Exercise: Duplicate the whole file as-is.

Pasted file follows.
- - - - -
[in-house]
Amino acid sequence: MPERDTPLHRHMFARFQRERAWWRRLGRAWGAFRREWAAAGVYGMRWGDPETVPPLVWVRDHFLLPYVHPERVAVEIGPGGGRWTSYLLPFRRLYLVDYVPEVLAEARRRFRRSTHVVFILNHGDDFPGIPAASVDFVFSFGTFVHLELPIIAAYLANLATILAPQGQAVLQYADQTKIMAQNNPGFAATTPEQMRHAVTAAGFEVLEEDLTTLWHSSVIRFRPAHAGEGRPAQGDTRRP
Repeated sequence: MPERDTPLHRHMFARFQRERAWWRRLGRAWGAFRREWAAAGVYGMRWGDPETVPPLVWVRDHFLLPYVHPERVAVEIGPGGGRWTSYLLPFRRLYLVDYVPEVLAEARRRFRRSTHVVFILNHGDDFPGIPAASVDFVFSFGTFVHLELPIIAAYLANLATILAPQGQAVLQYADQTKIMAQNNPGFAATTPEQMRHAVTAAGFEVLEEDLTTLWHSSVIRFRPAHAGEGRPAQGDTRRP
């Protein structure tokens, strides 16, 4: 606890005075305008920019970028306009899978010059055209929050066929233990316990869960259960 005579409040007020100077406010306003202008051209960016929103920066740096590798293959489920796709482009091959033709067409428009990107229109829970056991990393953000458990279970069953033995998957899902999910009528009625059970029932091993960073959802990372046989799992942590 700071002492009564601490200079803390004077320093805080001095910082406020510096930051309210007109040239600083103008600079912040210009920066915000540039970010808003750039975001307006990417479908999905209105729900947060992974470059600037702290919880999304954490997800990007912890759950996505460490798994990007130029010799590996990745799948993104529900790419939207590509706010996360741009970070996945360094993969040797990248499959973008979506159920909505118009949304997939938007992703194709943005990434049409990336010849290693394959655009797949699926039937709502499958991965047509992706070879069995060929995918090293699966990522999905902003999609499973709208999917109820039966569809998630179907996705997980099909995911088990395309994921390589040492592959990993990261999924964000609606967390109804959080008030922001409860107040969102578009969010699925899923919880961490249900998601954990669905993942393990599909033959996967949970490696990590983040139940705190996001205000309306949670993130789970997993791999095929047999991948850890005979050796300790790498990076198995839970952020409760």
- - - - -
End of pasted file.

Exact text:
[in-house]
Amino acid sequence: MPERDTPLHRHMFARFQRERAWWRRLGRAWGAFRREWAAAGVYGMRWGDPETVPPLVWVRDHFLLPYVHPERVAVEIGPGGGRWTSYLLPFRRLYLVDYVPEVLAEARRRFRRSTHVVFILNHGDDFPGIPAASVDFVFSFGTFVHLELPIIAAYLANLATILAPQGQAVLQYADQTKIMAQNNPGFAATTPEQMRHAVTAAGFEVLEEDLTTLWHSSVIRFRPAHAGEGRPAQGDTRRP
Repeated sequence: MPERDTPLHRHMFARFQRERAWWRRLGRAWGAFRREWAAAGVYGMRWGDPETVPPLVWVRDHFLLPYVHPERVAVEIGPGGGRWTSYLLPFRRLYLVDYVPEVLAEARRRFRRSTHVVFILNHGDDFPGIPAASVDFVFSFGTFVHLELPIIAAYLANLATILAPQGQAVLQYADQTKIMAQNNPGFAATTPEQMRHAVTAAGFEVLEEDLTTLWHSSVIRFRPAHAGEGRPAQGDTRRP
């Protein structure tokens, strides 16, 4: 606890005075305008920019970028306009899978010059055209929050066929233990316990869960259960 005579409040007020100077406010306003202008051209960016929103920066740096590798293959489920796709482009091959033709067409428009990107229109829970056991990393953000458990279970069953033995998957899902999910009528009625059970029932091993960073959802990372046989799992942590 700071002492009564601490200079803390004077320093805080001095910082406020510096930051309210007109040239600083103008600079912040210009920066915000540039970010808003750039975001307006990417479908999905209105729900947060992974470059600037702290919880999304954490997800990007912890759950996505460490798994990007130029010799590996990745799948993104529900790419939207590509706010996360741009970070996945360094993969040797990248499959973008979506159920909505118009949304997939938007992703194709943005990434049409990336010849290693394959655009797949699926039937709502499958991965047509992706070879069995060929995918090293699966990522999905902003999609499973709208999917109820039966569809998630179907996705997980099909995911088990395309994921390589040492592959990993990261999924964000609606967390109804959080008030922001409860107040969102578009969010699925899923919880961490249900998601954990669905993942393990599909033959996967949970490696990590983040139940705190996001205000309306949670993130789970997993791999095929047999991948850890005979050796300790790498990076198995839970952020409760």